The Abbott government recently announced a  Royal Commission into trade union governance and corruption and this is likely to further destabilise public faith in the union movement and it close associate the ALP. The stories emerging to date have indicated substantial organisational, management, governance, and cultural issues within the union movement.

Some trade unionists are starting to ponder the future of their business, such as Dustin Halse in 2012: Is there a place for trade unions?

The Australian Council of Trade Unions (ACTU) has released a number of papers exploring the future of unions in Australia, for example,  Urgency & Opportunity: union membership trends and observations 2012.

The chief response seems to be an ACTU campaign called Secure Jobs, Better Future, which fails to address the structural causes of job ‘insecurity’.

“Secure Jobs. Better Future is a national campaign to improve the rights and working lives of the 40% of the Australian workforce employed in insecure work.”

Source: Secure jobs, Better Future campaign – ACTU

However, there appear to be few concrete proposals for halting the decline in union membership. Nor does their appear to be any notion of how to approach the looming structural shift due to the jobs free future.

The future

Considering unions as businesses, the issues they face include a declining customer base, declining revenue, lack of customer focus, and problematic external conditions. The lack of customer focus is especially problematic. It is always fatal for a business to lose sight of the customer. Rarely can a business recover easily from a loss of customer focus – just look at Qantas and its current junk bond status. Further, the governance and management issues that have already come to light in some unions are likely to be reinforced by additional information from the Royal Commission.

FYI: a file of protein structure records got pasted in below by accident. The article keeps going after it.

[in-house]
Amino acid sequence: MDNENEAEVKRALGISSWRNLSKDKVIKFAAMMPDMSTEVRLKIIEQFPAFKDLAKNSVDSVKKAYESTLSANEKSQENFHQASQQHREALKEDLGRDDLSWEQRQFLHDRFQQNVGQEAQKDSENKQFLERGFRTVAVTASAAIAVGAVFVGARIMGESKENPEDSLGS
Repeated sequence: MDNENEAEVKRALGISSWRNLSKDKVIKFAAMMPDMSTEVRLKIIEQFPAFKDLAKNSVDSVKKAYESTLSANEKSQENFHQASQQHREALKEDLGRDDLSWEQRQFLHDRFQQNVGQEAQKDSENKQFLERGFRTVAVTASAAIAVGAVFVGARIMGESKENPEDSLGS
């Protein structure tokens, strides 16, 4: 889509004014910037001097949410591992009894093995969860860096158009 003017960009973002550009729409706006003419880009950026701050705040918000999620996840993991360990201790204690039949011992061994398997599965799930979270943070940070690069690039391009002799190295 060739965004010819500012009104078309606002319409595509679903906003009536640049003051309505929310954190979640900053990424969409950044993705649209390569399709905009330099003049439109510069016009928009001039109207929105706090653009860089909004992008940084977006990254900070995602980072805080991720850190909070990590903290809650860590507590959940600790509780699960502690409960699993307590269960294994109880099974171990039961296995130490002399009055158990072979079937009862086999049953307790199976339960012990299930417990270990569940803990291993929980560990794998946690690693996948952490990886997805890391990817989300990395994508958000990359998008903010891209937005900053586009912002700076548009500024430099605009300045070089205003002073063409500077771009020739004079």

Some unions are already seeking to address the skills gap in their management teams by accessing the National Workforce Development Fund to provide management training to their staff, for example Certificate IV in Frontline Management.  However, unions were only required to educate their personnel on union governance practices commencing in 2013:

“Changes to the Fair Work (Registered Organisations) Amendment Act 2012 on Financial Governance required all union officers with financial decision-making responsibilities (including elected officials, finance staff and members of management committee) to do FWC Approved training within six months of June 29th, 2013. In some circumstances, Unions now have until mid-2014 to comply. “

This means that the unions are now working to professionalise their management and governance practice in a hostile environment. They are doing so while fighting a rearguard action with the Abbott government about working conditions (for example attempts to roll back penalty rates and conditions), and while a Royal Commission is investigating the union movement.

If ever there was a time that workers needed organisations to represent their interests, that time is now. As Halse notes:

“In a political economy governed increasingly by the market-oriented doctrine of neo-liberalism, trade unions should not so easily be dismissed.”

However, it is hard to see how unions will survive the combined onslaught of poor management and governance, declining membership, and the decline of key industries that they have relied upon for the past century.

If the unions are not up to the challenge, then how will we protect rights and working conditions from deteriorating? How will we ensure that people participating in new forms of work are not exploited?

These are very real challenges that the union movement must ponder. They must step away from their internecine struggles within the unions and the ALP factions to focus on their real business and their real customers. Otherwise the union movement will continue to dwindle into irrelevance, and workers will lose their hard won collective bargaining capability.